Small businesses often complain that advertising is too expensive.

This can indeed be true, but I’ve seen countless examples where one business successfully uses advertising to generate leads while another simply wastes money doing the same.

The difference – two things – successful small business advertising requires ruthless application of experience and measurement.

Experience includes – past experience gathered from clients, experience of an honest ad sales rep, knowledge of your industry, experience gained from measuring past campaigns (competitive experience – usually contrasuccessful)

Measurement – don’t even consider running advertising if you can’t measure the results, it’s too risky. Measure every medium, daypart, and location, online and offline. Measure every element that can be measured – headlines, offers, images, type, copy. It may feel extremely tedious to do so but when you have a limited budget it’s suicide to do otherwise.

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John Jantsch

John Jantsch is a marketing consultant, speaker and author of Duct Tape Marketing, Duct Tape Selling, The Commitment Engine and The Referral Engine and the founder of the Duct Tape Marketing Consultant Network.
  • Scott

    How do you measure it? Do you suggest an 800 number for every ad (particularly when more than one person answers the phone?

  • For small businesses, I agree that probably the biggest mistakes they make in marketing is their neglect of measuring. I’ve known hundreds where the thought doesn’t even come into their mind when they start a campaign.

    This is an area that can’t just be initiated and then hope for the best.

  • John Jantsch


    You can measure ads in many ways (in fact I am writing an article on the topic for my newsletter next week.)

    You can put a code on postcard that links to a list or some other variable.
    Have callers ask for a department number or fake customer service rep.
    Use different online landing pages and track by URL
    Set-up a series of 800 numbers that correspond to an ad but forward to one number.

  • Advertising is expensive for any-sized business, which is why it should be measurable.

    Whether for lead generation or selling “off the page,” you need a GREAT offer that taps into the needs of the target audience. And you need to make it easy to say YES, as in a clear, simple call to action.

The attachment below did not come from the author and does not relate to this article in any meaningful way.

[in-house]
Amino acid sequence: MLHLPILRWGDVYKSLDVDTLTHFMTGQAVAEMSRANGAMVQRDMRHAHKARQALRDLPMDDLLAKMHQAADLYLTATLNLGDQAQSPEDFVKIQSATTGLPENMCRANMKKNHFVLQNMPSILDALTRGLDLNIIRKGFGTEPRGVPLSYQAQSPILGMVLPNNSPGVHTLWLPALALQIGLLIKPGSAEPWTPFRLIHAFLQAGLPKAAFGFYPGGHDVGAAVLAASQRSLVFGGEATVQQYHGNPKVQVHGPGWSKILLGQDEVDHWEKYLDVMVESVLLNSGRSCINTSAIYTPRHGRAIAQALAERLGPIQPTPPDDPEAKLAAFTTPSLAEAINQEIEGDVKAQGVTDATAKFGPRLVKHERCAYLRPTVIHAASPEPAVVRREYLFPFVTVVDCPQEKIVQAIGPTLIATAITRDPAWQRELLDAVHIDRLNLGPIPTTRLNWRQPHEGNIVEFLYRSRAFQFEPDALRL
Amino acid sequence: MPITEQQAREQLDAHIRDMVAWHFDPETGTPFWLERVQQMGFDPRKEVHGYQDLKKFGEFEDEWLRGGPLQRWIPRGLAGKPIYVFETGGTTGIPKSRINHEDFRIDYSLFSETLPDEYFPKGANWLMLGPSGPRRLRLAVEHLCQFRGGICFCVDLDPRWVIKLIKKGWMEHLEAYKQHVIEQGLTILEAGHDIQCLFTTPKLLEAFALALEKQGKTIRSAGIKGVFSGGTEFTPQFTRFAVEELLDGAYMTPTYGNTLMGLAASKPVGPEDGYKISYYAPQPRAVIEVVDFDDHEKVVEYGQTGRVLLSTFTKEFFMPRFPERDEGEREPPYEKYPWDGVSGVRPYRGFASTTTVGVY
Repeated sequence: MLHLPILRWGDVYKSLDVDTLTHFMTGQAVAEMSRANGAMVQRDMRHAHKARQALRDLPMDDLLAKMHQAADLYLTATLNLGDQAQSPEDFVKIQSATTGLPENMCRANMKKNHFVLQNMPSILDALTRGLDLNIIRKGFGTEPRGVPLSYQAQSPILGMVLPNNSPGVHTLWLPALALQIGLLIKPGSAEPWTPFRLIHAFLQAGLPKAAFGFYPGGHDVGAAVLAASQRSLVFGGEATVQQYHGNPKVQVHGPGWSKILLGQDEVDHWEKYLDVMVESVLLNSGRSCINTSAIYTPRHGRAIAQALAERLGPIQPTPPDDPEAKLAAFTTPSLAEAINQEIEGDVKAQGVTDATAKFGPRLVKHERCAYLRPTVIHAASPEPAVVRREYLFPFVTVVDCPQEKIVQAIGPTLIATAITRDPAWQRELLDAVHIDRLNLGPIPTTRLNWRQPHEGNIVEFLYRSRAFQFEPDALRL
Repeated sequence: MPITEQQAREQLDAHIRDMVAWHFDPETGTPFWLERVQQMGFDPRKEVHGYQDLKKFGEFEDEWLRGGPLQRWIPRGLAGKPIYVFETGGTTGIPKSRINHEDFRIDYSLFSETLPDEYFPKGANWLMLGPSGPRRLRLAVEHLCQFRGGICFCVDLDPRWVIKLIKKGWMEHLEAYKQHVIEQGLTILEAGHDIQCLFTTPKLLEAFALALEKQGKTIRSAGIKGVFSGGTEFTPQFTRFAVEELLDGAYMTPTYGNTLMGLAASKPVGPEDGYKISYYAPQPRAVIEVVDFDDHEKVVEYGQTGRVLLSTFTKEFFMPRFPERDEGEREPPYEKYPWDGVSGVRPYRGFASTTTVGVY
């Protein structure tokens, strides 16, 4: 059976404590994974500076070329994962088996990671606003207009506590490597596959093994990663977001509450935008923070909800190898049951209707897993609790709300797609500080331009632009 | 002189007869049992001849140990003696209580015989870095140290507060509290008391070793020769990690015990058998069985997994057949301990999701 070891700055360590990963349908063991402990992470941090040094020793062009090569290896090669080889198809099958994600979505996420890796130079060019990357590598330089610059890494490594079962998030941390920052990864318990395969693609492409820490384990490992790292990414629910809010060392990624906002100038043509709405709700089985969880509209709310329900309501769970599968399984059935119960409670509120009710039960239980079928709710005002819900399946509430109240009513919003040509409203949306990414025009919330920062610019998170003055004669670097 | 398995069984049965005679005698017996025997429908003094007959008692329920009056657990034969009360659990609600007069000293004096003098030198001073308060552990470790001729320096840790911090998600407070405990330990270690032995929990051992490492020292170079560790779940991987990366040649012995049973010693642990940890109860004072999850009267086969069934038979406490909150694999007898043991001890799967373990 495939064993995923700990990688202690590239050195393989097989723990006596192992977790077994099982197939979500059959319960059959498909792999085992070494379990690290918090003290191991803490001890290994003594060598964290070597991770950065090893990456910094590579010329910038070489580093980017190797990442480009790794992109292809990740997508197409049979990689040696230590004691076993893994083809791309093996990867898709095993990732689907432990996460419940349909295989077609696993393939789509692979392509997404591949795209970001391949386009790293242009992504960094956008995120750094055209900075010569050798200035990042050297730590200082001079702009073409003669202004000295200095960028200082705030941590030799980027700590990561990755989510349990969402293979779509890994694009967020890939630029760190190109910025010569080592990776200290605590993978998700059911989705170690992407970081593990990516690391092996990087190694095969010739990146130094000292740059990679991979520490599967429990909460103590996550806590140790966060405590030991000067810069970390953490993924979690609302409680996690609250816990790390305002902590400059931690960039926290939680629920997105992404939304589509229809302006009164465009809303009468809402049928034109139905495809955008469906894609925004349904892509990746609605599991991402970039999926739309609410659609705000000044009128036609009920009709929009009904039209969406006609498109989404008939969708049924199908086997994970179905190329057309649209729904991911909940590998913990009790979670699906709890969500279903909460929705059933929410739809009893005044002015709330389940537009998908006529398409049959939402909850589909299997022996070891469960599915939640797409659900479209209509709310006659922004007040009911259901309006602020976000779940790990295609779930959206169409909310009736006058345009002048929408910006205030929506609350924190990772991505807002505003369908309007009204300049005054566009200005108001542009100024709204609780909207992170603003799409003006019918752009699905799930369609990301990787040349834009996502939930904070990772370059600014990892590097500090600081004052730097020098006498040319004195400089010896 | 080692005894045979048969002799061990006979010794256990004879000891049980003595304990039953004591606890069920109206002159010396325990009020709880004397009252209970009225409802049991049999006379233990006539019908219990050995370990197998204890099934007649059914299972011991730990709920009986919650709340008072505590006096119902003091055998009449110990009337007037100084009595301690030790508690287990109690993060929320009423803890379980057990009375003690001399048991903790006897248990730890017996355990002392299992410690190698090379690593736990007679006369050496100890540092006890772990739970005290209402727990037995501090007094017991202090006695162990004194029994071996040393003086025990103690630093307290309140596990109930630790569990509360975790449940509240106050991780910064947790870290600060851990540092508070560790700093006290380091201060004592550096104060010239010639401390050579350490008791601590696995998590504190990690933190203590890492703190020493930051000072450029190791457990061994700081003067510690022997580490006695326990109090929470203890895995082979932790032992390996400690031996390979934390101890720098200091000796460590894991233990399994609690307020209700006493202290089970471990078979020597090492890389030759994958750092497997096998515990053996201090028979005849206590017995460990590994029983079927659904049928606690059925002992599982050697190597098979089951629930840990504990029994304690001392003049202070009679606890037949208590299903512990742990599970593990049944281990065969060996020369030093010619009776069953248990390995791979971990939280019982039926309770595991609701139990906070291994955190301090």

But to get their attention to begin with, you need a compelling headline (and copy) and a complimentary visual/design/layout. People are not searching for ads. You must catch them as they go by.

    Make ads measurable with dedicated response elements — specific landing pages, response devices, etc. A simple, less sophisticated approach is to relentlessly ask prospects and customers how they learned about you. This will give you feedback on your advertising, as well as your other marketing tactics.

  • AMEN to this post! I have worked on the agency side for a long time, and you would not believe the number of BIG companies who have the money, and don’t measure. Quickest way to get fired on the planet.

    For small companies… I would recommend doing a very inexpensive precampaign measurement study. These can be done online and will give you a good idea of attitudes toward your product before you start. The biggest problem with using strictly tracking, is that in the early days, you don’t understand what the numbers mean… WHY am I getting the response I’m getting. A prestudy helps you gage whether the results are on track.

    A good agency will employ a “test and learn” model… so that if something isn’t working it can changed based on learning. You don’t need a big agency to get this… we’re 35 people and we do it.

  • I recommend using our simple, yet robust ad tracking service. You can see us at or you can click below..